2015-11-08

Ethical Investments

A few days ago, I heard a talk about ethical investments. It was held by the regional director of the GLS Bank's subsidiary in Frankfurt am Main, Germany. The GLS Bank, a registered cooperative society, is one of the ecologically and ethically sound banks operating in Germany.

Despite the fact that he was sticking on the products, the organizational ecosystem, and the self-image of his bank, he mentioned also their competitors.

Two outstanding principles of the GLS Bank are transparency and prohibition of abstract and speculative bargains. Transparency means for them, e.g., that every loan the bank grants nonprofit organizations, enterprises, or entrepreneurs has to be mentioned in their members and customers magazine. The prohibition of abstract and speculative transactions simply means that they themselves as well as their customers are not allowed to trade derivatives, e.g., certificates, warrants, options, and futures with their security accounts operated by the GLS Bank.

Although they offer security accounts to their customers, from their point of view, investments in listed securities (stocks, funds, bonds, etc.) do not have an additional positive effect on sustainable development, because you simply buy a share that already exists and so your money is not transferred to the issuers but to someone who sold the share to you. An exception are initial public offerings (IPOs) or capital raisings, where new shares are put into the market to raise additional money, which then may be used to develop products and services that expedite sustainable development.

An impact similar to IPOs of listed securities have investments in non-listed corporate bonds or bearer bonds, e.g., to finance wind turbine parks or hydroelectric facilities, or investments in cooperatives, e.g., organic farmland cooperatives. However, because those securities are non-listed, their negotiability is usually restricted: in case that your earnings do not develop as you expect, you simply need your money back, or bankruptcy of the corporation or cooperative looms ahead, you cannot simply sell your share at a securities exchange to get rid of it.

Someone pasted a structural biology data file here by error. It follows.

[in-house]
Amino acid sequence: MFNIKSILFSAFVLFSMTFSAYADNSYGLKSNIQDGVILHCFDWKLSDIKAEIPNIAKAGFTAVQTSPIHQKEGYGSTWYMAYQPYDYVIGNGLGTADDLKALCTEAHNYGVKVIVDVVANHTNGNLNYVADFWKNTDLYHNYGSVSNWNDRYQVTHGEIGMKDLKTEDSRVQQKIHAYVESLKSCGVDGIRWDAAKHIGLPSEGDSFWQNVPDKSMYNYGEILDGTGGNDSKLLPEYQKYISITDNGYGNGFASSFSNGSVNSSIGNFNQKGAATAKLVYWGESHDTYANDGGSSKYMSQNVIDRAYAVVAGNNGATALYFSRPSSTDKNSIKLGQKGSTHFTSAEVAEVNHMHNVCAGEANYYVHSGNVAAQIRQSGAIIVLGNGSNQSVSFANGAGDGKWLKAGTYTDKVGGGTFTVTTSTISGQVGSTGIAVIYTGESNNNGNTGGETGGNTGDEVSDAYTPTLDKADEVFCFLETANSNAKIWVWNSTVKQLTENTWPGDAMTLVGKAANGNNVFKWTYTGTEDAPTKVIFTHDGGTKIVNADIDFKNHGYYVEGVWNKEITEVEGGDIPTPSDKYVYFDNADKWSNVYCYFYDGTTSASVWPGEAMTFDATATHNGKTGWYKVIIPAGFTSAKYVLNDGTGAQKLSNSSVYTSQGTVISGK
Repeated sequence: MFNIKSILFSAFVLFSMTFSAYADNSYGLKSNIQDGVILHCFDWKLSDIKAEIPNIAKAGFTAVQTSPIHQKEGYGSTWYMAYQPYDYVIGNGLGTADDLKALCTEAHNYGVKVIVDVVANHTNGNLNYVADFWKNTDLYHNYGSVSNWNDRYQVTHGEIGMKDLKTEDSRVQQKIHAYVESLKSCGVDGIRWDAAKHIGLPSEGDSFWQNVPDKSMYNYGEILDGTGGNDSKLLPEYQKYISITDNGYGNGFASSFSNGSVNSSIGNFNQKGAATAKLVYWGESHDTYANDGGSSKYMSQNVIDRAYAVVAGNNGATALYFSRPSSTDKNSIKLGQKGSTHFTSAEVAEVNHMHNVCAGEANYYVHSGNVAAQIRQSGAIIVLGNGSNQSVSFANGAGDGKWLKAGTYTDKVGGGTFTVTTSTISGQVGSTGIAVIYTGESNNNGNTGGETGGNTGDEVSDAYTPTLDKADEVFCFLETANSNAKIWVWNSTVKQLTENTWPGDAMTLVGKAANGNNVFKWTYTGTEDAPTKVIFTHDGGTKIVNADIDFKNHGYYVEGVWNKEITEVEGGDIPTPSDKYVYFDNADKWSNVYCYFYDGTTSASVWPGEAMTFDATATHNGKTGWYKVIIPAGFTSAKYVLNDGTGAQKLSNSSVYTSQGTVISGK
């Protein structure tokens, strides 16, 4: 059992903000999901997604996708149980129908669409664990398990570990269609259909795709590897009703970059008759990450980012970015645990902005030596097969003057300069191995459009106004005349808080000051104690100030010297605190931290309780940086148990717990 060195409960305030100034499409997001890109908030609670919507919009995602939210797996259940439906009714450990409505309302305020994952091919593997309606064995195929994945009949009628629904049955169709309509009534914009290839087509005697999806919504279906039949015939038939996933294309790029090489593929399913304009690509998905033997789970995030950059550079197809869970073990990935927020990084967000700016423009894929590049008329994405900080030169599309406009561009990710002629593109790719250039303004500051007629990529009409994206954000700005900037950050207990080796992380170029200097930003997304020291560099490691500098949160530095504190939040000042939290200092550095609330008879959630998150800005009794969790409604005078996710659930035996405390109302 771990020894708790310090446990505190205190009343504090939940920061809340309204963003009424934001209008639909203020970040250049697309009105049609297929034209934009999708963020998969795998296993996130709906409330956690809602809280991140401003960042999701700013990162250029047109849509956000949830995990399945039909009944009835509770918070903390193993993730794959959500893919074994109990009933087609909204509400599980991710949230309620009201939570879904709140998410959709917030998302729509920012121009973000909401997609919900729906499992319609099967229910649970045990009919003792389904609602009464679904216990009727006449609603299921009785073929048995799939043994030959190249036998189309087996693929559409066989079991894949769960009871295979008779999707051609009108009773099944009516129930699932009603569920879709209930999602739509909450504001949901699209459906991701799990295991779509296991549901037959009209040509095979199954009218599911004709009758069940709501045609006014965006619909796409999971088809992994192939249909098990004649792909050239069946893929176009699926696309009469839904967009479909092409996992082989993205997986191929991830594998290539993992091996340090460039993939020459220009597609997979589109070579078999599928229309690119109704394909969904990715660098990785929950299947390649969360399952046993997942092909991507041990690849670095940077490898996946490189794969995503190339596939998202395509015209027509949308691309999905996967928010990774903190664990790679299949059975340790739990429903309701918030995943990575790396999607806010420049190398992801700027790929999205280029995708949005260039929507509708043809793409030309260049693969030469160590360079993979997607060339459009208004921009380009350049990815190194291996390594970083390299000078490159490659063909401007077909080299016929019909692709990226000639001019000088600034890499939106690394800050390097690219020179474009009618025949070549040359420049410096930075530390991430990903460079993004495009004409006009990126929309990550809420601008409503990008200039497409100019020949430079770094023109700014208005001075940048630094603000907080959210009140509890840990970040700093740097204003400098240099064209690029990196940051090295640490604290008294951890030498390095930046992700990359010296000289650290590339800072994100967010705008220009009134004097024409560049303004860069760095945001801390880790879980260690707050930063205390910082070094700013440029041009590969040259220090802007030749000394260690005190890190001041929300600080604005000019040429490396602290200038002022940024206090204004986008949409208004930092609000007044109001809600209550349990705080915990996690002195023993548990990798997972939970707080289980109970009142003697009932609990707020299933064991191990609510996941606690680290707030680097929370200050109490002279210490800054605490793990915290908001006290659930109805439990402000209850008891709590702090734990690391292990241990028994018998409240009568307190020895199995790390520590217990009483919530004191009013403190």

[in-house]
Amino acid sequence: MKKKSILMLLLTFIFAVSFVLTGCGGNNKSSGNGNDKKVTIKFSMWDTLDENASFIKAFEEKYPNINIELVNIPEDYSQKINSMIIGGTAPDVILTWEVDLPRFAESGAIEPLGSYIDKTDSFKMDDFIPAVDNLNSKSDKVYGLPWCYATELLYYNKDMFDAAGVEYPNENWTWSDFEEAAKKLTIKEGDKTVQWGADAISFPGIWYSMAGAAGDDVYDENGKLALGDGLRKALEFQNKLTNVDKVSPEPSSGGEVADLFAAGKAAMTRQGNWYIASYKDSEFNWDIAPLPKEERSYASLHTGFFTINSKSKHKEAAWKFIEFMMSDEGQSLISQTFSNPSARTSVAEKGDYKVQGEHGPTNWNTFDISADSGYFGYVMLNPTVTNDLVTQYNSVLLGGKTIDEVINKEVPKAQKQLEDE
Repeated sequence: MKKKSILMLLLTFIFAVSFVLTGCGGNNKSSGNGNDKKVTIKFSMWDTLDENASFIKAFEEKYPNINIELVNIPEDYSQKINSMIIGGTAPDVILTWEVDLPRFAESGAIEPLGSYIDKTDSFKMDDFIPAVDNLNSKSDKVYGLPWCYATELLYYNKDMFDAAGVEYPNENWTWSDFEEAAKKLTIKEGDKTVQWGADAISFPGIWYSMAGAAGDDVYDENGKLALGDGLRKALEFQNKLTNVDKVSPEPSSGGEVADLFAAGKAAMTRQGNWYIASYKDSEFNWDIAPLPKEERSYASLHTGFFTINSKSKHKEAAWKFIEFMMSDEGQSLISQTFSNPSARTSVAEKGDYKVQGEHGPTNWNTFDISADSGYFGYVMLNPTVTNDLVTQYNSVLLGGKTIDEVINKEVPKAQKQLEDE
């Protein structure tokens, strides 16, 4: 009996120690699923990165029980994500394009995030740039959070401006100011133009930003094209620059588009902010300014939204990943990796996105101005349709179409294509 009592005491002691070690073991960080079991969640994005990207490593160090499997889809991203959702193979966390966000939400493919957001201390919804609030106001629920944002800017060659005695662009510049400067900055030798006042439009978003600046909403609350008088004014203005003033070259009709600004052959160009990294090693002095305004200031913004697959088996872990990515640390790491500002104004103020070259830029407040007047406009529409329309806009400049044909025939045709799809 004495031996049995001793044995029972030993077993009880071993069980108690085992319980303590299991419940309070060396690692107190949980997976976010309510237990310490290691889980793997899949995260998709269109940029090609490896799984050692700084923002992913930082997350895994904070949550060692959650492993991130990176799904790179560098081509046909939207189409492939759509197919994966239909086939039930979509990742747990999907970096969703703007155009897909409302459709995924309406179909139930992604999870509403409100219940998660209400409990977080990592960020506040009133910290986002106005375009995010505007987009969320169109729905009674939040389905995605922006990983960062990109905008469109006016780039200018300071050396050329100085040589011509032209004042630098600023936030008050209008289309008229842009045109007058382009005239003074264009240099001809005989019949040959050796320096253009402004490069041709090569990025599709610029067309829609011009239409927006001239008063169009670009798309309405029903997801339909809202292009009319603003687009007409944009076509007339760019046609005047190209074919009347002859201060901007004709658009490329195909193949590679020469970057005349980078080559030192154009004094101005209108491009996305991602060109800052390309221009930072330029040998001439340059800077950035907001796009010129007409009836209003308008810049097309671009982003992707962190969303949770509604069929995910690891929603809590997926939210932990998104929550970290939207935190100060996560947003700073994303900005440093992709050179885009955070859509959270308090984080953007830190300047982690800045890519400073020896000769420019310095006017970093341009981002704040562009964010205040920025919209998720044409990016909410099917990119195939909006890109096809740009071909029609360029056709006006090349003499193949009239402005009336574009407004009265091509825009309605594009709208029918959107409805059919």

With both, listed and non-listed securities, the risk that you loose all of your invested money is regularly high or even very high. Hence, for non-experts, expert advice prior to any investments in securities is strictly necessary.

In contrast to these risky investments, the main business of the GLS Bank is to lend money to nonprofit organizations, enterprises, and entrepreneurs, but also to private persons. Those loans are funded by the savings deposits of the members and customers of the bank. Due to the deposit insurance, which is required by EU regulations, the risk is usually low but also the interest rates are low.

From the bank's point of view, lending money has the highest effect on sustainable development, because the money is directly invested by debtors, e.g., to develop new organic seeds, to buy new equipment with less emissions, to insulate buildings, to equip buildings with photovoltaics or solarthermics, to renew wind turbine parks, to found independent schools or kindergartens, etc.
Actually, they do not grant loans to everyone: they apply a set of business rules to guarantee that the loans will have a positive effect on sustainable development.

In Germany, there operate four sustainable sound banks:
Most of them are organized in INAISE, the International Association of Investors in the Social Economy (http://www.inaise.org/), and in the Global Alliance for Banking on Values (http://www.gabv.org/).

Regarding fungible securities, there operate (to my knowledge) four rating agencies in Germany, which offer ratings, research documents, sustainability ratios as well as sustainability index compositions and methods. Unfortunately, their products are usually not publicly available, but they describe their methods in short on their websites:

If I caught your interest in ethical and ecological sustainable investments, feel free to checkout the websites of INAISE (http://www.inaise.org/?q=en/members-2015) and the Global Alliance of Banking on Values (http://www.gabv.org/our-banks) to inform yourself about suitable banks and their products available in your area .

However, there is a good chance that even your bank offers already some kind of a sustainable financial product (possibly they have it somewhere “under the counter”).
Just ask for it.

Legal Notice

The information of this blog post does not constitute an offer or solicitation to sell, or a recommendation to buy or sell financial instruments or banking services and does not release the recipient from exercising her or his own judgment in making any investment decision.

Rechtliche Hinweise

Die Angaben in diesem Blog-Post stellen weder ein Angebot oder eine Aufforderung zum Verkauf oder eine Empfehlung zum Kauf oder Verkauf von Finanzinstrumenten und Bankdienstleistungen dar und befreien die Leserin oder den Leser nicht davon, sich ihr oder sein eigenes Urteil in jedweder Anlageentscheidungen zu bilden.